Volkswagen’s Škoda Auto will not sponsor this year’s ice hockey world championship if the event is held in Belarus, due to the host country’s recent state violence against peaceful protesters, the carmaker said on January 16.
Belarus, which is due to host the tournament in May-June, is facing calls for it to be stripped of the event because of President Alexander Lukashenko’s crackdown on protesters opposing his re-election.
“We’ve been a proud partner for 28 years. But we also respect & promote all human rights,” the carmaker said in a tweet.
We’ve been a proud partner to the @IIHFHockey World Championship for 28 years. But we also respect & promote all human rights. Therefore, #SKODA will withdraw from sponsoring the 2021 IIHF Ice Hockey World Championship if #Belarus is confirmed to be co-hosting the event. pic.twitter.com/fC3ZMbY2cG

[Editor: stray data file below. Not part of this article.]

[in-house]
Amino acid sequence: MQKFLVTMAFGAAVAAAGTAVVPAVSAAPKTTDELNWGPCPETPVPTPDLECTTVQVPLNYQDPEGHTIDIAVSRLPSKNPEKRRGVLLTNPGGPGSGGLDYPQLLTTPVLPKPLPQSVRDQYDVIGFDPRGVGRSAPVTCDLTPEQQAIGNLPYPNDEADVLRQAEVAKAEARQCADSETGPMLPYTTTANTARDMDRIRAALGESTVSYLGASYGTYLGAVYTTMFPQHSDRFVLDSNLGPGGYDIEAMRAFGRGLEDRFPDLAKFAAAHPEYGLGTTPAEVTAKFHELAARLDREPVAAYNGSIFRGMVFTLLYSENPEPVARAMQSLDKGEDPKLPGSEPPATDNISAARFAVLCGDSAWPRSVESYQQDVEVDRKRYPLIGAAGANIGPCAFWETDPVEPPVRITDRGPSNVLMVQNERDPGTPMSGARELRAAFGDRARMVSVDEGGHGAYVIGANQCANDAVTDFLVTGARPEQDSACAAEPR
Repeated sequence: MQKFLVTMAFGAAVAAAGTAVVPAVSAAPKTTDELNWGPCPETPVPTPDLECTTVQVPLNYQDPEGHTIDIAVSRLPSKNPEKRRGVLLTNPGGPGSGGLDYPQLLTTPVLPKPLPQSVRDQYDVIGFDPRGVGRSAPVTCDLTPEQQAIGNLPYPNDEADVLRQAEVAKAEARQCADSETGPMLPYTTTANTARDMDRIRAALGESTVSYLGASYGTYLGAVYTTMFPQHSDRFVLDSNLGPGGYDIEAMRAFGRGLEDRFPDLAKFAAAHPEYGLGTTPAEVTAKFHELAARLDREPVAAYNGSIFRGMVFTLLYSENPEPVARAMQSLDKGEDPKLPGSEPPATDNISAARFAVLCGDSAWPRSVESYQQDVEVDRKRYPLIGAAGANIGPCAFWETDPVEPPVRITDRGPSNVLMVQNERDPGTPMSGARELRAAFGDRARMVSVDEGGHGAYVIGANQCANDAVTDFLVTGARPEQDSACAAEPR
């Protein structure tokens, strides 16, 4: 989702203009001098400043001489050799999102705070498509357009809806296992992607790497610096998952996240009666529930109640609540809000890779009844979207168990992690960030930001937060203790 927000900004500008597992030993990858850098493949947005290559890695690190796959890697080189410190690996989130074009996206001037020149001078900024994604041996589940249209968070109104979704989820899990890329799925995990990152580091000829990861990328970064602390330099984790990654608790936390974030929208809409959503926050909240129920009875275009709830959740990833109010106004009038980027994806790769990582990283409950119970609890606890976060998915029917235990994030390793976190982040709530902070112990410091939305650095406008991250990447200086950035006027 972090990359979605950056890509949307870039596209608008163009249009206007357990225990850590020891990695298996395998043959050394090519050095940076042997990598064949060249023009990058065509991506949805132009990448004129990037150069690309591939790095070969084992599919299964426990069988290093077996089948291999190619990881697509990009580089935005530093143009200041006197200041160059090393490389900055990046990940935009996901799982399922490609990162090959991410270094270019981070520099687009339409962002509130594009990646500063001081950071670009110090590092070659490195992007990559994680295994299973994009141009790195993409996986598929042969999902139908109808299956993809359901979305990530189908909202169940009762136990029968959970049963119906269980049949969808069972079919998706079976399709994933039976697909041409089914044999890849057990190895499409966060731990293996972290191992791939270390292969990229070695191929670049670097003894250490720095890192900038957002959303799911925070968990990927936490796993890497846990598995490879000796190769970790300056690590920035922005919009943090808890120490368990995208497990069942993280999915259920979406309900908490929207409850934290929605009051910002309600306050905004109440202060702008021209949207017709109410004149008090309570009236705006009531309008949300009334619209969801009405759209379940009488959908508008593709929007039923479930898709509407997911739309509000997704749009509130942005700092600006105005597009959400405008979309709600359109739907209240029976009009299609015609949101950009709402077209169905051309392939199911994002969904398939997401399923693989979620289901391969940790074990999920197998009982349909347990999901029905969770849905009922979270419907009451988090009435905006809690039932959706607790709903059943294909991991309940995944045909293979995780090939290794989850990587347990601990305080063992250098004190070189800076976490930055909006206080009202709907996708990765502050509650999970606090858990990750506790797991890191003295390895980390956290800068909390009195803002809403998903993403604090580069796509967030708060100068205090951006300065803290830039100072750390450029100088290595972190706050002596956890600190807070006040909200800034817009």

— ŠKODA AUTO NEWS (@skodaautonews) January 16, 2021
“We’ve been a proud partner for 28 years. But we also respect & promote all human rights,” the carmaker said on Twitter.
“Therefore, SKODA will withdraw from sponsoring the 2021 IIHF Ice Hockey World Championship if Belarus is confirmed to be co-hosting the event,” Skoda said.
Denying Belarus the right to host the event would deprive Lukashenko, an avid hockey fan and player, of staging a major international event in Belarus for the first time since his disputed re-election last August. His opponents say the vote was rigged.
Czech Foreign Minister Tomáš Petříček said earlier he could not imagine the tournament taking place in Belarus, saying that would “legitimize a repressive regime.”
Many European countries have been calling for the International Ice Hockey Federation (IIHF) to cancel Minsk’s involvement over the violent crackdown, as well as fears that Lukashenka’s government has failed to control the coronavirus pandemic and is underreporting cases and deaths.
Lukashenko, 66, has faced months of protests demanding he step down following the disputed presidential election in August 2020.
Nearly 30,000 people have been detained, with hundreds reportedly tortured in detention and beaten on the streets in the postelection crackdown by the government.